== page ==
We’ve been talking about dreams these past few weeks. And for me, the important part of this text is not so much trying to figure out which kings and which kingdoms the king was dreaming about. The important thing for us to look at here is what happens when there’s a difference between our dreams and God’s dreams, between our plans and God’s plans. Nebuchadnezzar had a vision of leading and ruling forever and being a mighty conquering power. God had other plans.
            Have you ever had a moment to stop in your tracks and realize your plans and God’s plans weren’t the same? I had always planned on pastoring a church for 5 years, and then going to get my PhD at Drew in New Jersey where I went to seminary. But as I got closer to that time, things kept seeming to not fit and not fit. The professor helping me with my application kept telling me that what I wanted to do was more like a Doctor of Ministry project than a PhD project, and giving me ways to fix that. But the topics she was suggesting weren’t interesting to me. It took me a while, but eventually, I realized I had been trying to convince God to make my plan into God’s plan. God had other ideas. Years later, when I found the Doctor of Ministry program I had never been interested in before, it just clicked, and I knew I had finally gotten in sync with God’s plans.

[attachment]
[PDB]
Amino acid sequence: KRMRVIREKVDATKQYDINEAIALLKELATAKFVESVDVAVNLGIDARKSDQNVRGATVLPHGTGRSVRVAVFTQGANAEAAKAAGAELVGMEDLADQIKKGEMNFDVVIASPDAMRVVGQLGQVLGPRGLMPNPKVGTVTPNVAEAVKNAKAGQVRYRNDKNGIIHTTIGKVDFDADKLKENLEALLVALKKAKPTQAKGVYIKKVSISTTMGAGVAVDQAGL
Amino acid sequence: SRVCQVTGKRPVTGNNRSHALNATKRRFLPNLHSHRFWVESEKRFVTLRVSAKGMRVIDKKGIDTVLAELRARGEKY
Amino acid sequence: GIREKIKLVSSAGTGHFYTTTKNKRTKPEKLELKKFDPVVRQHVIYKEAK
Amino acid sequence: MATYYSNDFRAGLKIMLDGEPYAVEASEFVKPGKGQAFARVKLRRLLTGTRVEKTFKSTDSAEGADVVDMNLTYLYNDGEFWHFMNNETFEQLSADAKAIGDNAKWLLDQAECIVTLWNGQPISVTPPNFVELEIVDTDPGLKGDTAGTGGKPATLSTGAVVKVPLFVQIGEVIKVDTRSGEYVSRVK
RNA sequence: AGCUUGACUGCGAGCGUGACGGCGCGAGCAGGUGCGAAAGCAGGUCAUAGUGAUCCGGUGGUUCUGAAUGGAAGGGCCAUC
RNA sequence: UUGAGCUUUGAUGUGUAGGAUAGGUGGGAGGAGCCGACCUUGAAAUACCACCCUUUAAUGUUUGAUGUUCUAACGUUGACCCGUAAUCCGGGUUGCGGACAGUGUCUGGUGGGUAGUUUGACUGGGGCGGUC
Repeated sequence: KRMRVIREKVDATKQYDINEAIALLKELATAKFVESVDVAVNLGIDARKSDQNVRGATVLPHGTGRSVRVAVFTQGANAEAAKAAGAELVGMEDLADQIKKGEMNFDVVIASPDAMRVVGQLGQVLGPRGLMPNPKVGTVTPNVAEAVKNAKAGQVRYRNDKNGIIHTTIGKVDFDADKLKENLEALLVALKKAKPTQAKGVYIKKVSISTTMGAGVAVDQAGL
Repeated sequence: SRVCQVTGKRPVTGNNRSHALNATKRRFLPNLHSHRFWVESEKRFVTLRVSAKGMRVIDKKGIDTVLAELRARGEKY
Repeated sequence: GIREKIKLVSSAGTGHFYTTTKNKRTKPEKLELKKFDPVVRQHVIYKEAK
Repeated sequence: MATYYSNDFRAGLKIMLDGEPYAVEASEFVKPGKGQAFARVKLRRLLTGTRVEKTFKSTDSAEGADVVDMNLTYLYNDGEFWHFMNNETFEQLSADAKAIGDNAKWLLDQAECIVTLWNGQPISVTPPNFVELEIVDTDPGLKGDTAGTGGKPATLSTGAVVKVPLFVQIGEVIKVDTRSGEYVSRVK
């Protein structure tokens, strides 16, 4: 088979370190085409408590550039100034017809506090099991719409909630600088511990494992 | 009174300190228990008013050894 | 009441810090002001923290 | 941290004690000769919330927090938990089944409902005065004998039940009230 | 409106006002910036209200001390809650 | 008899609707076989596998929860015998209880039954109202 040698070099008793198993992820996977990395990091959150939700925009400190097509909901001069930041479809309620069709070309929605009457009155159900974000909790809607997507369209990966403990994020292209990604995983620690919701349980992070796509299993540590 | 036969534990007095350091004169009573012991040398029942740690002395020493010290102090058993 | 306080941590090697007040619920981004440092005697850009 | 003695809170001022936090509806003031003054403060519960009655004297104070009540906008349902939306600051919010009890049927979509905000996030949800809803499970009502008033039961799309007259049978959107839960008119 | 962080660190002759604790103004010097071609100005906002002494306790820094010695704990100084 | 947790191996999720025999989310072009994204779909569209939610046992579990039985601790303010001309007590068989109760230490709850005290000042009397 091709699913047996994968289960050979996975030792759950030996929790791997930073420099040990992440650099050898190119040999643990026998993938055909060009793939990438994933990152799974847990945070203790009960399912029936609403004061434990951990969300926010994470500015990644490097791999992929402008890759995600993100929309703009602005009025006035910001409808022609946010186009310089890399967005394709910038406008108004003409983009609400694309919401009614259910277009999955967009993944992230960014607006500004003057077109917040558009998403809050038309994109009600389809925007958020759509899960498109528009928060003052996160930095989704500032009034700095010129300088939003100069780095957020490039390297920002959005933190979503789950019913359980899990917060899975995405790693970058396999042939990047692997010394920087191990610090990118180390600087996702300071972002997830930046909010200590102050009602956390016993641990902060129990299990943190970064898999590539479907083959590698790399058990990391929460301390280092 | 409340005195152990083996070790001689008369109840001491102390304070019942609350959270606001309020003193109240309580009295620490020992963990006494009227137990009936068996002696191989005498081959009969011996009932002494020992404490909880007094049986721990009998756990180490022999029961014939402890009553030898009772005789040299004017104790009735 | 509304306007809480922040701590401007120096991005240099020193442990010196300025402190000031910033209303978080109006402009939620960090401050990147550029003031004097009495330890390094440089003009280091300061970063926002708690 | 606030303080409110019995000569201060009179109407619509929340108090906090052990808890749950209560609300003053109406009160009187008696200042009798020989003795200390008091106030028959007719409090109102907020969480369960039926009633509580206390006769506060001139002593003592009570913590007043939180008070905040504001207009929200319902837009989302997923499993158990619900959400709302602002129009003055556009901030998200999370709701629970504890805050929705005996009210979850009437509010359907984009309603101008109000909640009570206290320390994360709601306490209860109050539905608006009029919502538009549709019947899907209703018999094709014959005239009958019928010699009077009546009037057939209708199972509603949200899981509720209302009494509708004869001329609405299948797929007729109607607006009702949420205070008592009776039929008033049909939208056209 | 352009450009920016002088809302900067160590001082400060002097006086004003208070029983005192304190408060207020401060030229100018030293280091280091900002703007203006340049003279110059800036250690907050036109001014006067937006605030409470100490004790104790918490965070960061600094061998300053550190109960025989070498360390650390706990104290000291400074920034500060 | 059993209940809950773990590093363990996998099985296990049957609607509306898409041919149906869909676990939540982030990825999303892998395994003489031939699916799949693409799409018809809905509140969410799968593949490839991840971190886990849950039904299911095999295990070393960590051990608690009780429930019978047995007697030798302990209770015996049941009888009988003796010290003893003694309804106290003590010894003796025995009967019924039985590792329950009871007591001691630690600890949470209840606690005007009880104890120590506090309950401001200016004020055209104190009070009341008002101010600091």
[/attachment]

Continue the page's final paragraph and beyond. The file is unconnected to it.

I think of my childhood church. Like many churches, they were trying to attract young people into their congregation. They hoped to see more young adults and young families with the children. Sometimes pastors joke about young families being the “holy grail” for churches. If we could just get young families, everything would be ok! So my childhood church started a coffeehouse style worship service. It had cool skits and cool music and a cool setting. And no one came. Well, a few people came. But not young families. Who started coming was actually a group of middle-aged men and women with mental illness and mental health struggles. And the church had to decide: would it go with their own dreams, or God’s dreams? It turned out, there wasn’t really a need right then for a coffeehouse service. That wasn’t really the need of the community, what would best serve the people around the church. What was needed was someone to love and cherish and accept people who had had some serious struggles in their lives. Fortunately, the church was able to choose to follow God’s dreams, instead of their own plan. Most of the folks that got connected to that group nearly twenty years ago now are still connected to the church, and it changed the church for the better.